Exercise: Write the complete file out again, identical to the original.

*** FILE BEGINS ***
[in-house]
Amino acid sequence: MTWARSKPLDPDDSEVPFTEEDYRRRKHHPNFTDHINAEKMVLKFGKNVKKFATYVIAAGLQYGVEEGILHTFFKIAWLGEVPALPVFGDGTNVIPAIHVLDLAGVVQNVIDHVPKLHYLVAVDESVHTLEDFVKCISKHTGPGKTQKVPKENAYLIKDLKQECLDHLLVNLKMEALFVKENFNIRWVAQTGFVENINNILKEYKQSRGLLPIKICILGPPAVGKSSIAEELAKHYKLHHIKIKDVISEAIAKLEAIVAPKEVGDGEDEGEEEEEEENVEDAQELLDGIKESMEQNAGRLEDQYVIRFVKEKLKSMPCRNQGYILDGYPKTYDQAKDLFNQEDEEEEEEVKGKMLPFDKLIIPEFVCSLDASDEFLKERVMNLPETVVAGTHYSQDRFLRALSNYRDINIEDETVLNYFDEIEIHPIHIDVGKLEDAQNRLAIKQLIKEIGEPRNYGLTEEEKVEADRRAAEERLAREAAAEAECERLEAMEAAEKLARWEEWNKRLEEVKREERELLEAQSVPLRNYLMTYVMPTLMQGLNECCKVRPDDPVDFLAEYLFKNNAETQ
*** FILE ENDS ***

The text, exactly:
[in-house]
Amino acid sequence: MTWARSKPLDPDDSEVPFTEEDYRRRKHHPNFTDHINAEKMVLKFGKNVKKFATYVIAAGLQYGVEEGILHTFFKIAWLGEVPALPVFGDGTNVIPAIHVLDLAGVVQNVIDHVPKLHYLVAVDESVHTLEDFVKCISKHTGPGKTQKVPKENAYLIKDLKQECLDHLLVNLKMEALFVKENFNIRWVAQTGFVENINNILKEYKQSRGLLPIKICILGPPAVGKSSIAEELAKHYKLHHIKIKDVISEAIAKLEAIVAPKEVGDGEDEGEEEEEEENVEDAQELLDGIKESMEQNAGRLEDQYVIRFVKEKLKSMPCRNQGYILDGYPKTYDQAKDLFNQEDEEEEEEVKGKMLPFDKLIIPEFVCSLDASDEFLKERVMNLPETVVAGTHYSQDRFLRALSNYRDINIEDETVLNYFDEIEIHPIHIDVGKLEDAQNRLAIKQLIKEIGEPRNYGLTEEEKVEADRRAAEERLAREAAAEAECERLEAMEAAEKLARWEEWNKRLEEVKREERELLEAQSVPLRNYLMTYVMPTLMQGLNECCKVRPDDPVDFLAEYLFKNNAETQ